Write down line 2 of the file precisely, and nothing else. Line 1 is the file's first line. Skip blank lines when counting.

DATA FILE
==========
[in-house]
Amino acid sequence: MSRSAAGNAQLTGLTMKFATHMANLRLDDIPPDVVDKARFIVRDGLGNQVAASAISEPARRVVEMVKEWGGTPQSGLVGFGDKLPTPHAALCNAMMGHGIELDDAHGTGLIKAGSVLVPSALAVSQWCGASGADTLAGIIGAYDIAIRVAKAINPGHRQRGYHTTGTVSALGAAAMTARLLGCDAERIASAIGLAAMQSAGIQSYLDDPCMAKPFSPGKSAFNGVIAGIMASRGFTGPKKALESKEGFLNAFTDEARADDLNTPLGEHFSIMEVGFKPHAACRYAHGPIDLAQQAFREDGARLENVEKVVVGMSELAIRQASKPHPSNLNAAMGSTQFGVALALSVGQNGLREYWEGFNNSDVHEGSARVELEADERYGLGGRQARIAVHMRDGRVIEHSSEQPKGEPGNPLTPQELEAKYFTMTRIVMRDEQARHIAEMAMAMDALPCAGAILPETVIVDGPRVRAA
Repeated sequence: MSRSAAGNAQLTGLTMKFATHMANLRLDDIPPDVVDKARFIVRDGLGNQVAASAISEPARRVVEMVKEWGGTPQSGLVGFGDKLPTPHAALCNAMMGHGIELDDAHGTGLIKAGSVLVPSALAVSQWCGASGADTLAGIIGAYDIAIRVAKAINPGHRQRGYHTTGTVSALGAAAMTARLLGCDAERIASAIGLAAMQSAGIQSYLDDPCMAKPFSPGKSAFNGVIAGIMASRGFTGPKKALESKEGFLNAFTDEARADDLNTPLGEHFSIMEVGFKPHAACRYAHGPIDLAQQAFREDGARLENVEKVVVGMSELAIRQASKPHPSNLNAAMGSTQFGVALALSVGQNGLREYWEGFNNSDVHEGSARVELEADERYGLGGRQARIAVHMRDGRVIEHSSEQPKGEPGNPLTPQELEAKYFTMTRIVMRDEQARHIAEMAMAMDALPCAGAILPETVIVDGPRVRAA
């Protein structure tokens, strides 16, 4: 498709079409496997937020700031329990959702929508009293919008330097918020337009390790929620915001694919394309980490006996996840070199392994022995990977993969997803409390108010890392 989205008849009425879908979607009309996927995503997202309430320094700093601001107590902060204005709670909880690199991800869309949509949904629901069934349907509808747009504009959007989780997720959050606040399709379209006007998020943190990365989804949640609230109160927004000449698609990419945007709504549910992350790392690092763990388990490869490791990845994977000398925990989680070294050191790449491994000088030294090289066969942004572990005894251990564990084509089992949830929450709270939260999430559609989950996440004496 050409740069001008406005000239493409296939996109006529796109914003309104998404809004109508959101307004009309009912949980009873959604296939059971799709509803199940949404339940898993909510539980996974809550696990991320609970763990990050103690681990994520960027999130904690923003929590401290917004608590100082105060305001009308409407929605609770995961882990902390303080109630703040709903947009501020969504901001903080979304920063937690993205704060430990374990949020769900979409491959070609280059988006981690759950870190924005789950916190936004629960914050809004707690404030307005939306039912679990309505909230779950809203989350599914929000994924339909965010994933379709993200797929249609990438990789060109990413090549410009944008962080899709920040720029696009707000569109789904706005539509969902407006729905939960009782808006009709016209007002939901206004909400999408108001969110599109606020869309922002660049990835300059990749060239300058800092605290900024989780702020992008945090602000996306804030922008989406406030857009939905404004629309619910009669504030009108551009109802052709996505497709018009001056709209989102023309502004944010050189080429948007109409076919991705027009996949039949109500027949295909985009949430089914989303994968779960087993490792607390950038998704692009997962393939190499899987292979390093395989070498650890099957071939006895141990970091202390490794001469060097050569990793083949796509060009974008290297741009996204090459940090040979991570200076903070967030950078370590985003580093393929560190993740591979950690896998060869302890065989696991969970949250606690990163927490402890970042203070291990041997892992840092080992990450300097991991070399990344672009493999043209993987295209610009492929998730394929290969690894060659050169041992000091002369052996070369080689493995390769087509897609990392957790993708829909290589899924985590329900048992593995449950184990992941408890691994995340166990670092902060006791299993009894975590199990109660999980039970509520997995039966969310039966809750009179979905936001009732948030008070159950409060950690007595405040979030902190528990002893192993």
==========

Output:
Amino acid sequence: MSRSAAGNAQLTGLTMKFATHMANLRLDDIPPDVVDKARFIVRDGLGNQVAASAISEPARRVVEMVKEWGGTPQSGLVGFGDKLPTPHAALCNAMMGHGIELDDAHGTGLIKAGSVLVPSALAVSQWCGASGADTLAGIIGAYDIAIRVAKAINPGHRQRGYHTTGTVSALGAAAMTARLLGCDAERIASAIGLAAMQSAGIQSYLDDPCMAKPFSPGKSAFNGVIAGIMASRGFTGPKKALESKEGFLNAFTDEARADDLNTPLGEHFSIMEVGFKPHAACRYAHGPIDLAQQAFREDGARLENVEKVVVGMSELAIRQASKPHPSNLNAAMGSTQFGVALALSVGQNGLREYWEGFNNSDVHEGSARVELEADERYGLGGRQARIAVHMRDGRVIEHSSEQPKGEPGNPLTPQELEAKYFTMTRIVMRDEQARHIAEMAMAMDALPCAGAILPETVIVDGPRVRAA